In Guinea, renovated schools and school meals are enhancing learning

Guinea’s strategy for limiting the impact of the COVID-19 pandemic on its education system is bearing fruit. The country is digitizing learning, building and rehabilitating classrooms, distributing school meals, collecting reliable data, and ensuring synergy with the actions of its partners.

April 26, 2022 by GPE Secretariat
5 minutes read
Children playing in front of their classroom in Guinea. Credit: UNICEF Guinea
Children playing in front of their classroom in Guinea.

The COVID-19 pandemic is far from over, and many countries are still implementing initiatives to limit its impact on student learning.

The US$7 million in COVID-19 accelerated funding provided by GPE to Guinea in 2020 enabled the country to implement actions to ensure continuity of learning during the lockdown period and the safe reopening of schools.

Continuing learning despite the health crisis

In Guinea, the limitations of an education system based exclusively on face-to-face learning were highlighted during the period when schools were closed. Only a small number of children in urban areas had access to online learning resources. To ensure the continuity of education in the event of school closure, the government of Guinea launched the Learning passport initiative.

This platform is intended to provide access to education for millions of children who face obstacles to learning because of poverty, discrimination, conflict, climate-related disasters, or epidemics such as COVID-19. It ensures the continuity of education in the event that schools are forced to close because of crises, and will continue to be an online learning resource even after the pandemic has ended.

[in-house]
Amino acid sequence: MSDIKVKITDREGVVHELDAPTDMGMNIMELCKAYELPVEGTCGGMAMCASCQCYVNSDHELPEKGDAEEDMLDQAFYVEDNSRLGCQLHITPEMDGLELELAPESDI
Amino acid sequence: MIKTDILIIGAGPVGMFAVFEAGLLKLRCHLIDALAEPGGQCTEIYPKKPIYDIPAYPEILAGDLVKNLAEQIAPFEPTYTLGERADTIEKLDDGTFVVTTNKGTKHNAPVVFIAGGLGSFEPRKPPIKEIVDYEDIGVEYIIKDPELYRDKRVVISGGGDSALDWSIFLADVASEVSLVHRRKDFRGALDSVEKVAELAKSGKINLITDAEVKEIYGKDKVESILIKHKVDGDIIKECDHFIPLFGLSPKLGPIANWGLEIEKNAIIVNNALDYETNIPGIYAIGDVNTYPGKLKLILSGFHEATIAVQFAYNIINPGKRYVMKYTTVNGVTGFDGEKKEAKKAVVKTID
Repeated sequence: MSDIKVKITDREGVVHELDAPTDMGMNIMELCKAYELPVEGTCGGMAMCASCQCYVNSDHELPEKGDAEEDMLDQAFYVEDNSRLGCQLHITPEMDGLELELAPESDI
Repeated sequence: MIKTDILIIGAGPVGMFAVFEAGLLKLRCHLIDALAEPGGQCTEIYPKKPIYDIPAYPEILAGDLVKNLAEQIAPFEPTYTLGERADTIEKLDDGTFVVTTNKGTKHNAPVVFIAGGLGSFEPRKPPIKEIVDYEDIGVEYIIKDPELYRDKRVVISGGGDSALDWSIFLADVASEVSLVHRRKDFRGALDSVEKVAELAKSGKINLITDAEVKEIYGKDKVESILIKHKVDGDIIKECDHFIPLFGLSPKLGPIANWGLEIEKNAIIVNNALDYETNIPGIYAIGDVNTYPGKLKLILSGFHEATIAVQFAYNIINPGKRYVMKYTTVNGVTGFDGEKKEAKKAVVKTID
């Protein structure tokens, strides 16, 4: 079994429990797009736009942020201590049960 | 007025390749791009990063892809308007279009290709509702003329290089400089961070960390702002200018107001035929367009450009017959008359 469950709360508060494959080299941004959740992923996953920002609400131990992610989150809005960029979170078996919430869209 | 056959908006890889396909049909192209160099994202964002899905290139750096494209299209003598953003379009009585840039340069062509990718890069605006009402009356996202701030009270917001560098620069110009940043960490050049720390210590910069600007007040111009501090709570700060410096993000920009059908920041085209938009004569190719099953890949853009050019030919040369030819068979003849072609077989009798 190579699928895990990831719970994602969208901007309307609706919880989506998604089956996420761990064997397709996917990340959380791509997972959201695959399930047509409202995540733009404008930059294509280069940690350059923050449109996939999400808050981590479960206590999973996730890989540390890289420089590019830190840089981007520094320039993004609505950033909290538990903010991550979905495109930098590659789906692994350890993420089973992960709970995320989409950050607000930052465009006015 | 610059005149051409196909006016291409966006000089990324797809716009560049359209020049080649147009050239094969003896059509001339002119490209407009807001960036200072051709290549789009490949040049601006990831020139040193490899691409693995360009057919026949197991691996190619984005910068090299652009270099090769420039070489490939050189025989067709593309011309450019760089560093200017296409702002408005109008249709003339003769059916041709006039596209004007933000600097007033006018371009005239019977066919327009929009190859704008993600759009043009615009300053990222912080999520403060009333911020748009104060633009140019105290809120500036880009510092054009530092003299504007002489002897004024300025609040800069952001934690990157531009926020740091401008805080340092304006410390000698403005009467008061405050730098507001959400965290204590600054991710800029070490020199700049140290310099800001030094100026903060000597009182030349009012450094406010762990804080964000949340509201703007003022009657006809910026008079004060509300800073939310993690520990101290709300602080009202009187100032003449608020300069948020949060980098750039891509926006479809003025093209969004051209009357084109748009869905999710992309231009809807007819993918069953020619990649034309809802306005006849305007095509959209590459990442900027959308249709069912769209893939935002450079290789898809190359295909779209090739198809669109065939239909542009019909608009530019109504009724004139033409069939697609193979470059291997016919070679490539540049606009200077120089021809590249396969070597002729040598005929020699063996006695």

The Ministry of Pre-University Education and Literacy (MEPU-A) has received IT equipment to support its efforts to gather statistical data and ensure the continuity of learning.

There are also plans to distribute tablets and computer accessories to vulnerable students and their teachers in marginalized rural communities, so that they may access online learning content.

Rehabilitated infrastructure encourages school attendance

The quality of school infrastructure can affect student performance. To create a conducive learning environment while ensuring that students enjoy the time spent in the classroom, the GPE-supported program has begun the rehabilitation of 35 educational institutions: 20 Community Education Centers; 10 primary schools; and 5 lower secondary schools. In addition, 57 wells are under construction and 45 water points are being repaired.